WASHINGTON/TOKYO — Barack Obama will become the first U.S. president to visit Hiroshima in Japan later this month, but he will not apologize for the United States’ dropping of an atomic bomb on the city at the end of World War Two, the White House said on Tuesday.
Awarded the Nobel Peace Prize early in his presidency in 2009 in part for his commitment to nuclear nonproliferation, Obama on May 27 will tour the site of the world’s first nuclear bombing with Japan’s Prime Minister Shinzo Abe.
With the end of his last term in office approaching in January 2017, Obama will “highlight his continued commitment to pursuing the peace and security of a world without nuclear weapons,” the White House said in a statement.
“He will not revisit the decision to use the atomic bomb at the end of World War II. Instead, he will offer a forward-looking vision focused on our shared future,” Ben Rhodes, Obama’s deputy national security adviser, wrote in a separate blog. He called it the “appropriate moment” for Obama to go there.
The visit comes as part of a May 21-28 swing through Asia, which will include a Group of Seven (G7) summit in Japan and his first trip to Vietnam. It will be the 10th trip to the region for Obama, who has made an economic and strategic “pivot” toward Asia a centerpiece of his foreign policy.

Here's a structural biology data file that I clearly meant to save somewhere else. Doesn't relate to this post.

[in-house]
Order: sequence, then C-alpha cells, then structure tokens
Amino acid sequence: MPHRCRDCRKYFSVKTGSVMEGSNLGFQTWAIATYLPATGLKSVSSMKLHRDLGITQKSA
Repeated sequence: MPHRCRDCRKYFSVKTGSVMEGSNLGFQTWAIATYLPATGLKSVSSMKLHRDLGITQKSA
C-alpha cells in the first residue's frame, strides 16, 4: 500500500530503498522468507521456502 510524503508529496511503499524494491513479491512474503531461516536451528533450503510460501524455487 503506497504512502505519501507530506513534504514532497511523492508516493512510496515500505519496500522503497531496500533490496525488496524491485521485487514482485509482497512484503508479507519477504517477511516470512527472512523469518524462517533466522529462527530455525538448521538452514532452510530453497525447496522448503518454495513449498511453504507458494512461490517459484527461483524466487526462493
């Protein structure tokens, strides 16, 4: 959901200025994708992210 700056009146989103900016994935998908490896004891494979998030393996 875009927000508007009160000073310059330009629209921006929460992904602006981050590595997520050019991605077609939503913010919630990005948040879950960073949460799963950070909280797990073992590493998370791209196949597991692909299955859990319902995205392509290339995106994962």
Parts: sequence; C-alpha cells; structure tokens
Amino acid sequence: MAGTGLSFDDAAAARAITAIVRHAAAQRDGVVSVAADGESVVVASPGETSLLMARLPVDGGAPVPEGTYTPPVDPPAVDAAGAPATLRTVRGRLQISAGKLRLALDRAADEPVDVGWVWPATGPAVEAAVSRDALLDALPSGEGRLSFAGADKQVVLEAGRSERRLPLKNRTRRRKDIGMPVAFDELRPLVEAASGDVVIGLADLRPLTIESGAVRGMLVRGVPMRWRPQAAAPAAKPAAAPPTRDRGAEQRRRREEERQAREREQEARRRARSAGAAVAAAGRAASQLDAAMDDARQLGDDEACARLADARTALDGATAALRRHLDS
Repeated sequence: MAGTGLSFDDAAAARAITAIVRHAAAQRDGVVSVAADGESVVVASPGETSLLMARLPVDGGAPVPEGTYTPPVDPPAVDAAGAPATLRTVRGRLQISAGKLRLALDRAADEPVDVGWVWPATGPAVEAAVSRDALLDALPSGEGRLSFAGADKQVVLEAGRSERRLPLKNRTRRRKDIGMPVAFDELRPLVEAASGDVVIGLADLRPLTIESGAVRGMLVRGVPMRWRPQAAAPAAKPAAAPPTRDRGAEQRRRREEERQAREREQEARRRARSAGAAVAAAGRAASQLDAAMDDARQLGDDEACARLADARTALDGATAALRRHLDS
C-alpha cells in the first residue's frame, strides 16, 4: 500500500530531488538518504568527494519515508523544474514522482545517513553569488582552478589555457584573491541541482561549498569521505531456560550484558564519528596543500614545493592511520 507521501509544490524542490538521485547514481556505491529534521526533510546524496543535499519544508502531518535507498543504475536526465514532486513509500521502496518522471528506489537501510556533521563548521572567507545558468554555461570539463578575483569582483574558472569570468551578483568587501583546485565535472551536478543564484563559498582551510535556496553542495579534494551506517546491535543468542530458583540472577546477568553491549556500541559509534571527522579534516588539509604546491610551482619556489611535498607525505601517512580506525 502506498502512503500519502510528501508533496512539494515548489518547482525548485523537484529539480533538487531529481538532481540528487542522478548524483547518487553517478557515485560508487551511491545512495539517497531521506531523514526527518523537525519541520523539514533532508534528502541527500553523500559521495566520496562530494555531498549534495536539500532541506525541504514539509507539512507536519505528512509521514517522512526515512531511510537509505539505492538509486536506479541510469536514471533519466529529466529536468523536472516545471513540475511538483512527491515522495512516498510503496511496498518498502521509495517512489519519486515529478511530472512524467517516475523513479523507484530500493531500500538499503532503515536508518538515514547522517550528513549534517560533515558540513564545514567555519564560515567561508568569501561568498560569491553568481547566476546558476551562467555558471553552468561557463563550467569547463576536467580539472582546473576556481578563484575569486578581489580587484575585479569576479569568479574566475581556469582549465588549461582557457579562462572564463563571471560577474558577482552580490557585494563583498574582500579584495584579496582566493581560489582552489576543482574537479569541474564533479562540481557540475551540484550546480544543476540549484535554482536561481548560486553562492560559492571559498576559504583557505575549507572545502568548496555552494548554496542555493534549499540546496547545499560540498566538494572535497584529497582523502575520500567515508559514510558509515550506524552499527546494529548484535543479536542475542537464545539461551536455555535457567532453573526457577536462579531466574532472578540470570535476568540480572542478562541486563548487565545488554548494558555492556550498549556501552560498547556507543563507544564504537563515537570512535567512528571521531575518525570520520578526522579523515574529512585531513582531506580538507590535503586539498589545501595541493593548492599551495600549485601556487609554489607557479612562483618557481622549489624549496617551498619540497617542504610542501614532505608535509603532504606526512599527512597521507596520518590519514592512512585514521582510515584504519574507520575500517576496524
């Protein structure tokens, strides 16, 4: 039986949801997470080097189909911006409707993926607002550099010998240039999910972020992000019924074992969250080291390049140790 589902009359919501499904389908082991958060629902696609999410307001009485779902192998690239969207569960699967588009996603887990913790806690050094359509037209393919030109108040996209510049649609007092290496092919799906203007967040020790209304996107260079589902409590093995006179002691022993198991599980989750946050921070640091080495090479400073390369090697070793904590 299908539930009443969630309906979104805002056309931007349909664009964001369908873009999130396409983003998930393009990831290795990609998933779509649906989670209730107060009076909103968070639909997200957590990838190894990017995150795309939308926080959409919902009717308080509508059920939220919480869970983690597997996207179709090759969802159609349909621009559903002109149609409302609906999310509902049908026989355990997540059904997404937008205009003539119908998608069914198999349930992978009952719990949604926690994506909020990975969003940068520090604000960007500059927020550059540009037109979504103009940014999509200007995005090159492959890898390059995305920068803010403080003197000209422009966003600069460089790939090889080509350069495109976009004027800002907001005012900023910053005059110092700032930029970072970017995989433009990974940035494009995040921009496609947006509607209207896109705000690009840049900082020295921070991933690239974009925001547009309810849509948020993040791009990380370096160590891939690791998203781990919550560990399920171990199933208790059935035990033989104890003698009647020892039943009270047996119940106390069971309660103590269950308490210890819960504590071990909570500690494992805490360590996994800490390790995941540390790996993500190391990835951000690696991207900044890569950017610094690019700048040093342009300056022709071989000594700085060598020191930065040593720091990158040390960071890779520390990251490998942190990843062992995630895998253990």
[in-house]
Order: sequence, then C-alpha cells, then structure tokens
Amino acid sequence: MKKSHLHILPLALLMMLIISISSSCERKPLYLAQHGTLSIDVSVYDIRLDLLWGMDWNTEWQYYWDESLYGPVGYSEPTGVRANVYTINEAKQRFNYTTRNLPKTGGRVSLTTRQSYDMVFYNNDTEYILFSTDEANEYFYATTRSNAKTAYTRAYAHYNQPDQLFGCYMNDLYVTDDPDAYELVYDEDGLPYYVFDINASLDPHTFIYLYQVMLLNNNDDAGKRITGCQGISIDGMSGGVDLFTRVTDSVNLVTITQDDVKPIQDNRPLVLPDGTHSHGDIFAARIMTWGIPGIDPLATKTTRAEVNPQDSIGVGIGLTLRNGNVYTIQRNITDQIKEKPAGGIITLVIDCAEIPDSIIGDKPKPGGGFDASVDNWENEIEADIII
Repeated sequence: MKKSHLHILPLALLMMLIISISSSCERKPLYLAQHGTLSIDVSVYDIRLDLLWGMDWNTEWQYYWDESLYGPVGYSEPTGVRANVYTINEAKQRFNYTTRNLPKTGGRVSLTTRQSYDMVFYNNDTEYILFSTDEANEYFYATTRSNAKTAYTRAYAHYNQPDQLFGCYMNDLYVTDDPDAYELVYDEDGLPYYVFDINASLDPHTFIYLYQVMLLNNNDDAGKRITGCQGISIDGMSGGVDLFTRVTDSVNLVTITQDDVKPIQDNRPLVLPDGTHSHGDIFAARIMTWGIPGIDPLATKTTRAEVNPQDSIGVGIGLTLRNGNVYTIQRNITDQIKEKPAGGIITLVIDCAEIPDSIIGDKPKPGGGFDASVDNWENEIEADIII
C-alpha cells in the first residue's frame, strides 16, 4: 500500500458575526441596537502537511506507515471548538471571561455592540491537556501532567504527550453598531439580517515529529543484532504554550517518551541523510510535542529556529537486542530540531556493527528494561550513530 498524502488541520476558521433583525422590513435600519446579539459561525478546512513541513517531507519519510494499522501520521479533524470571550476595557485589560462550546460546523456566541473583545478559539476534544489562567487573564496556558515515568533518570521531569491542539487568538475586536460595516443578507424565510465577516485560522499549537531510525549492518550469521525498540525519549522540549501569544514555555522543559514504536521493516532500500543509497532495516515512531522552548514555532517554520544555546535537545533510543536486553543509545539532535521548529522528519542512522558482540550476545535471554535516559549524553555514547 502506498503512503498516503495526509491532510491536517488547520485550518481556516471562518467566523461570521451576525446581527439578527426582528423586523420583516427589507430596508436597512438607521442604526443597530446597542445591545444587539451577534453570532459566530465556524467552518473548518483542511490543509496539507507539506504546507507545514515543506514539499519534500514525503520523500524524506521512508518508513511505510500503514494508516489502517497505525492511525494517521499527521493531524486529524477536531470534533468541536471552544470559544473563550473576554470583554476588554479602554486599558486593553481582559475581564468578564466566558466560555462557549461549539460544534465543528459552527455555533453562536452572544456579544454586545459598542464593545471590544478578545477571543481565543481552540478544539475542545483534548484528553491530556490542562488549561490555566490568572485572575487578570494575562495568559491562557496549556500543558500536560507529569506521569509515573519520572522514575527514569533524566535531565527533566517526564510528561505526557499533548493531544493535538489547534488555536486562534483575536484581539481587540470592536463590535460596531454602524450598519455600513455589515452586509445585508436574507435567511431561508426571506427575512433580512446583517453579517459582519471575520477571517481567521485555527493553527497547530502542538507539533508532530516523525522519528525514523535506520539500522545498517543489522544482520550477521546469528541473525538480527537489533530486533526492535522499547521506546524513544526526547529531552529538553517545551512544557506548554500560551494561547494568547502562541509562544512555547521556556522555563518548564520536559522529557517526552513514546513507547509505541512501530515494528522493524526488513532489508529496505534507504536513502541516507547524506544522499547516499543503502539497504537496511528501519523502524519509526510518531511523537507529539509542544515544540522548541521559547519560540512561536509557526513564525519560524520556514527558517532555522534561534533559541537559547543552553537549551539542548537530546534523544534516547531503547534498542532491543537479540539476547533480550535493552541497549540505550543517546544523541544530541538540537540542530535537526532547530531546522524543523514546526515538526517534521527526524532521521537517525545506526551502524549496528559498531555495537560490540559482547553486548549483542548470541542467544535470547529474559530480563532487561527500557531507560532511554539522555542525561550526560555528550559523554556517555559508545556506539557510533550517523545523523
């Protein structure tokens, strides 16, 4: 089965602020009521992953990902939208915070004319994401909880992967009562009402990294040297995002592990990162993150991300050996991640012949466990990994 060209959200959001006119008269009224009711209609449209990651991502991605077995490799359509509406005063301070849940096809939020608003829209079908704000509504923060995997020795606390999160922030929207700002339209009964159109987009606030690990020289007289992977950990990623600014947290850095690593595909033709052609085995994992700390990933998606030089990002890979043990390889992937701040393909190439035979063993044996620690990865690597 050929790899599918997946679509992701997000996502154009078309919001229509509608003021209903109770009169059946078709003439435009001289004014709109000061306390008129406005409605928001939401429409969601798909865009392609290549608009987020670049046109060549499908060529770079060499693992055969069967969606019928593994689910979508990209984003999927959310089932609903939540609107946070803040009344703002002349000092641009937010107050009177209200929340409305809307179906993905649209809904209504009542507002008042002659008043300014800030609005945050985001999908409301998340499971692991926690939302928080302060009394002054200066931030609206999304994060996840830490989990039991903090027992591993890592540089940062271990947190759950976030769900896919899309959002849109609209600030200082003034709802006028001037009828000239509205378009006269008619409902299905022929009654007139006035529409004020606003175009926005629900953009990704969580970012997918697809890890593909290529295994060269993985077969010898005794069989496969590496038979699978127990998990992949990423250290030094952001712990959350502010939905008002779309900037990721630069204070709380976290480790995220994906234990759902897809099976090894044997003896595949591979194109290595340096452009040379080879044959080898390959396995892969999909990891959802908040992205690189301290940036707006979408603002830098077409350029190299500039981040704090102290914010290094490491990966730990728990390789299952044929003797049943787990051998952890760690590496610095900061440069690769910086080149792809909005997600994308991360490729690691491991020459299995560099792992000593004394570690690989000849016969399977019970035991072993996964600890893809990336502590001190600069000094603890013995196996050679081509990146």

On the final day of the summit in Japan, Obama and Abe will visit the Hiroshima Peace Memorial Park near the spot where a U.S. warplane dropped an atomic bomb 71 years ago at the end of World War Two.
WHITE HOUSE DEBATE
The decision to go to Hiroshima was hotly debated within the White House. There were concerns that a U.S. presidential visit would be heavily criticized in the United States if it were seen as an apology.
The bomb dropped on Aug. 6, 1945 killed thousands of people instantly and about 140,000 by the end of that year. Another was dropped on the city of Nagasaki on Aug. 9, 1945, and Japan surrendered six days later.
The majority of Americans view the bombing of Hiroshima and Nagasaki as justified to end the war and save U.S. lives. Most Japanese see it as unjustified.
Abe, speaking to reporters in Tokyo, said he hoped “to turn this into an opportunity for the U.S. and Japan to together pay tribute to the memories of the victims” of the nuclear bombing.
“President Obama visiting Hiroshima and expressing toward the world the reality of the impact of nuclear radiation will contribute greatly to establishing a world without nuclear arms,” Abe added.
Obama’s visit will be a symbolic capstone for the nuclear disarmament agenda he laid out in a landmark speech in Prague in 2009. His aides tout last year’s Iran nuclear deal as a major piece of his foreign policy legacy.
But Obama has made only modest progress toward the goal of securing the world’s loose nuclear materials, and there is no guarantee his White House successor will keep the issue a high priority.
Lisbeth Gronlund, co-director of the Union of Concerned Scientists’ Global Security Program, said Obama must “do more than give another beautiful speech” and should instead announce concrete action on nuclear disarmament when he visits Hiroshima.
After U.S. Secretary of State John Kerry visited Hiroshima last month, survivors of the bombing and other residents said that if Obama visits, they hope for progress in ridding the world of nuclear weapons, rather than an apology.